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Muscular Endurance

Muscular endurance tends to refer to the capacities of a muscle tissue to continuously exert itself during one 'set' of exercises, and improvements in muscular endurance are thought to reflect antifatigue effects.

Research analysis led by Kamal Patel.
All content reviewed by the Examine.com Team. Published: Jul 5, 2013
Last Updated:

Human Effect Matrix

The Human Effect Matrix looks at human studies (it excludes animal and in vitro studies) to tell you what supplements affect muscular endurance
Grade Level of Evidence
Robust research conducted with repeated double-blind clinical trials
Multiple studies where at least two are double-blind and placebo controlled
Single double-blind study or multiple cohort studies
Uncontrolled or observational studies only
Level of Evidence
? The amount of high quality evidence. The more evidence, the more we can trust the results.
Outcome Magnitude of effect
? The direction and size of the supplement's impact on each outcome. Some supplements can have an increasing effect, others have a decreasing effect, and others have no effect.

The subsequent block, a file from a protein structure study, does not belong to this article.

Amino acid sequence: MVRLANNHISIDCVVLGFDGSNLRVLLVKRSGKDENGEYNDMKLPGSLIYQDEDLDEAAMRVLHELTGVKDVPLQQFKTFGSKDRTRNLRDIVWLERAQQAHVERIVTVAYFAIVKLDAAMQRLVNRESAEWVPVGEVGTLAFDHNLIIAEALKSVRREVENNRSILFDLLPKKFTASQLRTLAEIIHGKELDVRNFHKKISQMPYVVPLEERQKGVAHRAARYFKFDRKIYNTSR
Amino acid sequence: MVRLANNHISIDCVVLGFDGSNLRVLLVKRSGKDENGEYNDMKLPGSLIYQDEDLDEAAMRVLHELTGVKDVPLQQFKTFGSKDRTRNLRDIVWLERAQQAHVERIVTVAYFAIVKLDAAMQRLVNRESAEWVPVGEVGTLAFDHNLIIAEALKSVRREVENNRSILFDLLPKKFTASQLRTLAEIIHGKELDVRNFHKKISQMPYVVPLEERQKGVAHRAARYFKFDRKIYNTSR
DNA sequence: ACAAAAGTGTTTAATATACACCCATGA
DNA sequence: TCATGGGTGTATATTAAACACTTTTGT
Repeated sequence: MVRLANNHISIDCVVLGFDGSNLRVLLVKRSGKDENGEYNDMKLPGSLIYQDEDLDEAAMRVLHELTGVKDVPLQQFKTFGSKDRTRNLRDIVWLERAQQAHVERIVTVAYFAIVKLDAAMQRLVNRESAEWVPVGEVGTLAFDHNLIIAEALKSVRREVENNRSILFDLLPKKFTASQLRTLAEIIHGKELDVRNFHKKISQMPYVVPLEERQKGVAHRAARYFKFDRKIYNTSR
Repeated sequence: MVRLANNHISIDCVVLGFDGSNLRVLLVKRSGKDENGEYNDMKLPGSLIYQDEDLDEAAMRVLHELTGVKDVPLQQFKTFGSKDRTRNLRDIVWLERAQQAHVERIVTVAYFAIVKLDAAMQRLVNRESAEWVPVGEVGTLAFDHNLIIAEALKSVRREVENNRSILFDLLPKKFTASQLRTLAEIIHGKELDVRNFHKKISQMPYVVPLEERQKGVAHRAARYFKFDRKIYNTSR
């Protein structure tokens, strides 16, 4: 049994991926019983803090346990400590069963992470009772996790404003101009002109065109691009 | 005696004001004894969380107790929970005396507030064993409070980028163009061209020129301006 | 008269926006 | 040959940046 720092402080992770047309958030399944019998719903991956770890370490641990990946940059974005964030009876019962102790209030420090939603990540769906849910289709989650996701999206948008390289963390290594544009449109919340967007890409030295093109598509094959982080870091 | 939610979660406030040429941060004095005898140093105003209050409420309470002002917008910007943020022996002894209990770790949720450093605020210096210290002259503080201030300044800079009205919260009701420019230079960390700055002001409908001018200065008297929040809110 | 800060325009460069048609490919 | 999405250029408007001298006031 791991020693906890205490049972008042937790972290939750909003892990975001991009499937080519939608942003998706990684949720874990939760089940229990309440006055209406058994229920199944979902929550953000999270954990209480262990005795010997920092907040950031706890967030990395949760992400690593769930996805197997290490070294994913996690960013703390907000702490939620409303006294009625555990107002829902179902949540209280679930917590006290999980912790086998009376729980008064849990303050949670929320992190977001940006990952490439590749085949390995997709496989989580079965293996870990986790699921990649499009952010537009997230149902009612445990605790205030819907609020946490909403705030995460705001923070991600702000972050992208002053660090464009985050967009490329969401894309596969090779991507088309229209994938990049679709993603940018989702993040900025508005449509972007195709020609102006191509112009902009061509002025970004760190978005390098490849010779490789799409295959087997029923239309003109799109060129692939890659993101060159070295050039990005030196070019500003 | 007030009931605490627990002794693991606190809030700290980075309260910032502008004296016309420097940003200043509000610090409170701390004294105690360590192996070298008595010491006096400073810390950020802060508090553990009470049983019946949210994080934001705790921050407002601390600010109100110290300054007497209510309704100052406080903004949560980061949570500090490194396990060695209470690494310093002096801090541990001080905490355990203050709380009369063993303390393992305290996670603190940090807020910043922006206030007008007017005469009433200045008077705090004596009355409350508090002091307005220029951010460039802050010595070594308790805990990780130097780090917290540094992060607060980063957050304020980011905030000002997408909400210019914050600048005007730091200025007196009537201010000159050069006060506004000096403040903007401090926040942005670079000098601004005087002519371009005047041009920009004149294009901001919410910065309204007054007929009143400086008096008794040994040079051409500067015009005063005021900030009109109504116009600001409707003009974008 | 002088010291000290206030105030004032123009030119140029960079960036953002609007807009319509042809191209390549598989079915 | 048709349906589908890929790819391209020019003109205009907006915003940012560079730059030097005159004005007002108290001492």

Consistency of research results
? Scientific research does not always agree. HIGH or VERY HIGH means that most of the scientific research agrees.
grade-a Minor Very High See all 8 studies
The lone meta-analysis suggests a small benefit: a median 2.85% increase in muscular endurance when exercising for 60-240 s (usually measured by time to exhaustion).
grade-b Minor High See all 3 studies
Somewhat effective.
grade-b Minor High See all 3 studies
Studies currently assessing the effects of spirulina on muscular endurance are too hetereogeneous to properly assess potency thereof. However, a positive effect does appear to exist
grade-b - High See all 3 studies
There may be a small benefit in prolonged and exhaustive resistance training with betaine relative to placebo, but at this moment in time most evidence assessing muscular endurance has failed to find a statistically significant increase (trends to improve do seem apparent).
grade-c - - See study
Low dose chromium supplementation failed to promote muscular endurance in trained athletes relative to placebo.
grade-c - - See study
Supplementation of colostrum, relative to whey protein, does not appear to promote greater increases in muscular endurance (as assessed by bench press repetitions) when taken alongside a training regimen.